4) Avoid toxic exposure. Pesticide exposure to people outside of farms occurs through consumption of nonorganic foods, and chronic exposure is associated health problems including cancer. (Recent publications are even discussing a link between toxins and obesity, although I don’t think that this new stir should downplay the importance of energy balance.) The American Academy of Pediatrics released a report on the benefits of eating organic foods, and although organic products are not significantly different nutritionally, there are times to go organic. Because antibiotic resistant bacteria can spread between people and food, the report indicates a preference for antibiotic free, organic meat. Washing produce reduces some pesticides, but isn’t shown decrease overall exposure. Consult the graphic above (from the Environmental Working Group, 2012) when deciding which fruits and vegetables to buy organic. And don’t think that toxic exposures only come from food. Check out this short article for 5 ways to decrease toxic exposure.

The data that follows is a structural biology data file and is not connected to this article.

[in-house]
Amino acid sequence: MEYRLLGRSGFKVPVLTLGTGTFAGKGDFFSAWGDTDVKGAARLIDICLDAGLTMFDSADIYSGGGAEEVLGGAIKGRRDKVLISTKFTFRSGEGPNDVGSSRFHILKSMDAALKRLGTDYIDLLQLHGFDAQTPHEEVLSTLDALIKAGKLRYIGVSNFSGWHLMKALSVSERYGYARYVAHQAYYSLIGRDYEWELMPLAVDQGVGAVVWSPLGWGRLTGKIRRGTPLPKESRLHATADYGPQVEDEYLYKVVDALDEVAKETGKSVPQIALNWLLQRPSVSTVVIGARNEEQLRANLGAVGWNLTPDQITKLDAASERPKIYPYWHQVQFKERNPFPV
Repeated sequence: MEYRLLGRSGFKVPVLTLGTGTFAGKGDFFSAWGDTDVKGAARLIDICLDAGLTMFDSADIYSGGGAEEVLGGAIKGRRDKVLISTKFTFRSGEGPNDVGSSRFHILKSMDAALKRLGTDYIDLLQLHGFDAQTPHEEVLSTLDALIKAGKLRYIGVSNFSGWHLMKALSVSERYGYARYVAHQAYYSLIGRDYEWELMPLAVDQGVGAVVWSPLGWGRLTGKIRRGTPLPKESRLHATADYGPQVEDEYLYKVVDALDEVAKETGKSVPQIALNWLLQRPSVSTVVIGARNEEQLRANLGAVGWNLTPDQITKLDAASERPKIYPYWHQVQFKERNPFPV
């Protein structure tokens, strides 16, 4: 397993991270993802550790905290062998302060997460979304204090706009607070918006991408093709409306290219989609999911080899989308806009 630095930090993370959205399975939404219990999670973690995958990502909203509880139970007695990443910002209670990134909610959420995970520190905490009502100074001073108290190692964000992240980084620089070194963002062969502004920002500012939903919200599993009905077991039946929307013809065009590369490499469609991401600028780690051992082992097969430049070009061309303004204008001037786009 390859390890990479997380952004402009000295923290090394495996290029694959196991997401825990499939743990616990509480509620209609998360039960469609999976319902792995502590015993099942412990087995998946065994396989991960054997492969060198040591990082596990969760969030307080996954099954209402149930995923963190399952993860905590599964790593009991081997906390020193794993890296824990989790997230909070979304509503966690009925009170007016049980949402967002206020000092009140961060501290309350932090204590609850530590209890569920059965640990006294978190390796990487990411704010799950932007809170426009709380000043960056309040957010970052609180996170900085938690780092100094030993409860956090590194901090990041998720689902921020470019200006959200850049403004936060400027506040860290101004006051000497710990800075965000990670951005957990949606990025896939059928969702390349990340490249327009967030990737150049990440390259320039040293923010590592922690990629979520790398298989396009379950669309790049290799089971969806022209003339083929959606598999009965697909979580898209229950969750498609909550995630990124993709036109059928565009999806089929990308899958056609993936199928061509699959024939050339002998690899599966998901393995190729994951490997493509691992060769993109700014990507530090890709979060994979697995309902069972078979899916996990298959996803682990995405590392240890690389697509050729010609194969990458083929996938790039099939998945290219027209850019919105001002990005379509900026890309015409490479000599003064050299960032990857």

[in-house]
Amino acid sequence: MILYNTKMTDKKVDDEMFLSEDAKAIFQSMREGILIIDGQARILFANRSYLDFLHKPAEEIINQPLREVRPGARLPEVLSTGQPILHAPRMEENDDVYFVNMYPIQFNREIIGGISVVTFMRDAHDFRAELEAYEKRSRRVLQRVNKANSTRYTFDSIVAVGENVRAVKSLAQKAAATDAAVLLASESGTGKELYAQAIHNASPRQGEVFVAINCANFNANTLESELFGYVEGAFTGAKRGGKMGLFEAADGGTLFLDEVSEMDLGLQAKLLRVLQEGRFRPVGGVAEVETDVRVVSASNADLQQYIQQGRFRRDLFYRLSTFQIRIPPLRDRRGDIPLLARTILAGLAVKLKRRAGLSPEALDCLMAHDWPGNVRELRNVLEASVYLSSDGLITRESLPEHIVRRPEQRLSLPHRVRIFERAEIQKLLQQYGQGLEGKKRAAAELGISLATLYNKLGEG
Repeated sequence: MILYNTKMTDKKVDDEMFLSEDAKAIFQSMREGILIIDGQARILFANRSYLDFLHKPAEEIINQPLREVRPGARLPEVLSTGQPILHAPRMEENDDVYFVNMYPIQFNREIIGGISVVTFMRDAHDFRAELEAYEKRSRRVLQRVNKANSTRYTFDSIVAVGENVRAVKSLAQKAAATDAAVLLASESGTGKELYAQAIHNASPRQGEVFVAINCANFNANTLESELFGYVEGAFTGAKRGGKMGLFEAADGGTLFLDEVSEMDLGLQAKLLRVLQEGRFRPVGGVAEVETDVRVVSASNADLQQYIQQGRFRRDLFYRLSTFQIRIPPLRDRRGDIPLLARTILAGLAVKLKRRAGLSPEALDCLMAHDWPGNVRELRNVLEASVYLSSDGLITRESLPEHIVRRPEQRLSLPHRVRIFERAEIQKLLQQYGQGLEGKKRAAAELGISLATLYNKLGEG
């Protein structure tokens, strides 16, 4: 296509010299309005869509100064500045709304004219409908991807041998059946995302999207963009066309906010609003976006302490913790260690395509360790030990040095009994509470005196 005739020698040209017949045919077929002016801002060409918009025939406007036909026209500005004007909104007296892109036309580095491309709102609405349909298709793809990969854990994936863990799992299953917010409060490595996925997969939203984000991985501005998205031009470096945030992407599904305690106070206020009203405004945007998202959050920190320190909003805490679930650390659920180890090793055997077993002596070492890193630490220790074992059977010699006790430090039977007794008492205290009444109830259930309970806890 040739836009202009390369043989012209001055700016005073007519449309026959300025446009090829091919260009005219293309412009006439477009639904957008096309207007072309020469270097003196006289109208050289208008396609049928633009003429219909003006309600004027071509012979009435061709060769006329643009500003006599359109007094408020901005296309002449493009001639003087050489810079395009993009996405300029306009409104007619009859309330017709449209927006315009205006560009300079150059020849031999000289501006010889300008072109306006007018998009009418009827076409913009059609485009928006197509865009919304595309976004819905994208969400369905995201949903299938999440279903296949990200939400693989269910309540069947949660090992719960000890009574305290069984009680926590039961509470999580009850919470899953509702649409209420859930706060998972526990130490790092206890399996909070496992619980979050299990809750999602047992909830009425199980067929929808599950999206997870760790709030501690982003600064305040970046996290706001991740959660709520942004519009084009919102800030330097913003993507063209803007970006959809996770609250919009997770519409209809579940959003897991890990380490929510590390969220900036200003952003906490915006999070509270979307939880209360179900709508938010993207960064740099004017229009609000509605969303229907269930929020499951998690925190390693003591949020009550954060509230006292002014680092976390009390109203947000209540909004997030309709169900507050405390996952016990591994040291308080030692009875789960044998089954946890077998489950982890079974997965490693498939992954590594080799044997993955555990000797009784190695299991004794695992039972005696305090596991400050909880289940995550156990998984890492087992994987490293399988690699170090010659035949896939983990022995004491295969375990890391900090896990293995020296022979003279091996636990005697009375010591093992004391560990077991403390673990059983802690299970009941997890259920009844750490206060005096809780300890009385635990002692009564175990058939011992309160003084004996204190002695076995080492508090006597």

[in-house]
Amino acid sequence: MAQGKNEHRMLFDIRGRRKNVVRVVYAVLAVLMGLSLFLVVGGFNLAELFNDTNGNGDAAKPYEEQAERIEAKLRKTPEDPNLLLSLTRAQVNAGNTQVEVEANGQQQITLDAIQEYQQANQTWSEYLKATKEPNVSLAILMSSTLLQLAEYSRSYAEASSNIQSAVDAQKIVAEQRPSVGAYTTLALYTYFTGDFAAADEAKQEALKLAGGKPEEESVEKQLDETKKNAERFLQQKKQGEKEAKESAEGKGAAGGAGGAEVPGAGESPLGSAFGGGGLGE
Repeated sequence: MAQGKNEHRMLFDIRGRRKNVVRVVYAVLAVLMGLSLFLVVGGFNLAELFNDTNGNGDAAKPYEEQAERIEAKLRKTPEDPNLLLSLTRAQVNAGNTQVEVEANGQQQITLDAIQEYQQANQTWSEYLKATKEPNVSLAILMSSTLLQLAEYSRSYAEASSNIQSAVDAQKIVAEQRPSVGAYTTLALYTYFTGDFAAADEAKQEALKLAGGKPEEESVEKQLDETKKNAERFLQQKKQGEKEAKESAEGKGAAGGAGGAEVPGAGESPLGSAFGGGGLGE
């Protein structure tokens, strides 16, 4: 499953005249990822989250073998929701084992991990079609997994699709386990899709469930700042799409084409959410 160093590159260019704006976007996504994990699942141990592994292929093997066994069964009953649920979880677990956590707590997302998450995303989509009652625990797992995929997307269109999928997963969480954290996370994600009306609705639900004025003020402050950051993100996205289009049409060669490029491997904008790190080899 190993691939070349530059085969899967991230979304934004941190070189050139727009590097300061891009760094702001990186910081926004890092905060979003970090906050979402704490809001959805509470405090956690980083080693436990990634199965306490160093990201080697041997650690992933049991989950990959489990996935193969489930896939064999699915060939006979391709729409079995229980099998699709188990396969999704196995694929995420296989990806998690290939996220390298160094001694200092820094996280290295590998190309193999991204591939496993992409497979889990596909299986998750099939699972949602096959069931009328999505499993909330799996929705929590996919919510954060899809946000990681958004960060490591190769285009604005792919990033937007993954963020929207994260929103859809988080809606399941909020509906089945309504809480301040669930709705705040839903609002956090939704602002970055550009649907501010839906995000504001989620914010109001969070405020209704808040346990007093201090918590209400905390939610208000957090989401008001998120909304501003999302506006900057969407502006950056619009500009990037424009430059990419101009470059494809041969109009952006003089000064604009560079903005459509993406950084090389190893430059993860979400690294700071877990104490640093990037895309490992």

So what do you think? Do you implement any of these habits in your household? Another resource for raising healthy eaters is the book French Kids Eat Everything, by Karen Le Billon. Although I admit that I have not read it yet, I am very intrigued by the 10 rules (see below).

French Kids Eat Everything via Joanna Goddard

Image via A CUP OF JO

– Kelly

School Lunch


Tomato soup, chicken with brown rice, fresh garden salad, an apple and low-fat milk from Burlington, VT schools. YUM! (here)

School lunch gets a bad rap, and it wasn’t always undeserved. But if you have visions of chicken nuggets and pizza, you must not have stepped foot in a cafeteria lately. School lunch ain’t what it used to be. Under the new school nutrition standards, there must be a greater amount of fruits and vegetables (and a greater variety), 50% of grains must be whole grain rich by July 2012 (and 100% by July 2014), milk must be either 1% (low fat) or skim (nonfat), and only nonfat milk can be flavored. Additionally, there are now standards for sodium and calorie levels (there used to be no maximum for either), and there must be 0g trans fats per serving (no previous restriction). Despite some concern over the new school guidelines, I applaud these changes, as they are absolutely a step in the right direction.


Beautiful meal from Portland, Oregon. (here)

Room for improvement: The new school nutrition standards are no doubt a victory for childhood nutrition, but there are still some problems to be worked out. These are the biggest challenges facing school lunch today. And yes, sadly enough, pizza sauce does count towards the vegetable requirement…